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'What It Is Like To Go To War': War In Your Words

By Annemarie Dooling  |  Posted: 04/16/2012 6:19 pm Updated: 04/16/2012 6:19 pm

Soldier

This week the HuffPost Book Club is in Seattle with author Karl Marlantes. If you're in the area, join us at 7pm on Wednesday, April 18th at The Elliott Bay Book Company, a favorite local shop, for discussions both on his book 'What It Is Like To Go To War' and the plight of our soldiers.

Over on the discussion post we've had some amazing commentary.

We're stunned at the number of readers who have been personally touched by war or returning soldiers, and we've learned so much about the families who are left behind.

"Reading Marlantes was parallel process for me. How my former work as a disaster chaplain manager for a major humanitarian organization resonates and helps me empathize with what he experienced, the wisdom gained, and shared so eloquently. How disasters wash away houses and other physical structures, but also traumatize the emotional and spiritual health of those impacted. How can you eat or sleep at a shelter, if you don't know if separated family members are safe and alive?"
- Rev. Earl E. Johnson, Disaster Relief Chaplain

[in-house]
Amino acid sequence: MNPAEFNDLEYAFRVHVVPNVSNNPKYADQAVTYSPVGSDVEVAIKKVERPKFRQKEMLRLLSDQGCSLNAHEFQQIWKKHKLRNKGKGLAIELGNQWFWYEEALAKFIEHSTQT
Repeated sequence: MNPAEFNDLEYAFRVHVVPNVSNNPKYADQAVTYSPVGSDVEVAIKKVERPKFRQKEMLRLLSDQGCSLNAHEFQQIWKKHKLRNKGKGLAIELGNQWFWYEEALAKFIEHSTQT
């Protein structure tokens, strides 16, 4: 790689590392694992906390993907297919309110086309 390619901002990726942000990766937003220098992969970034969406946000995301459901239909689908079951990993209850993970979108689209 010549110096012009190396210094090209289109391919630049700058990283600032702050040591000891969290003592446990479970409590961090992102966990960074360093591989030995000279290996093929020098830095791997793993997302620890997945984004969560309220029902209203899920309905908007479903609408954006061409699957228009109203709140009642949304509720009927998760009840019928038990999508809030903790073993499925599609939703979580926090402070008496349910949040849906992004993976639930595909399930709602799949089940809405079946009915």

"Before this most recent time spent at this middle school, I didn't think much about the cost of war on families, except for the obvious, death. But it doesn't take death to impact a family. Any deployment is tough on the parent and children left behind. Families are exhausted. You can see it in the parents' faces during conferences. You can hear it in the voices when you call home to complain about classroom misbehavior. You see it in missed and forgotten appointments, in poor attendance at the school play, in fewer chaperones for field trips."
- Phyllis Gerben, HuffPost Books Community Member

"Even though so many Americans have jobs with few physical demands and low stress, I don't see bazillions of people out here passionate about their work. I don't see boatloads doing what they love and loving what they do. But I see that all the time among my military clients, my military friends and my military family. Granted, the entire military does not go about their work like the cast of Glee, but they are engaged in what they do. They give me Uniform Envy."
- Jacey Eckhart, SpouseBUZZ.com editor

And today it was announced that David Wood was awarded the Pulitzer Prize for National Reporting for his HuffPost series on wounded veterans. His series Beyond the Battlefield was recognized for highlighting the often-forgotten stories of those who return from war. We can't recommend it enough.


You've made it clear that the problems of war outlast the battlefield and have moved into our homes. How do you think we can better assist soldiers who have returned from war? What would you say to a soldier who is about to leave? What one word would you use to describe war? Leave a comment and let us know.

--Annemarie Dooling
Community Editor, The Huffington Post

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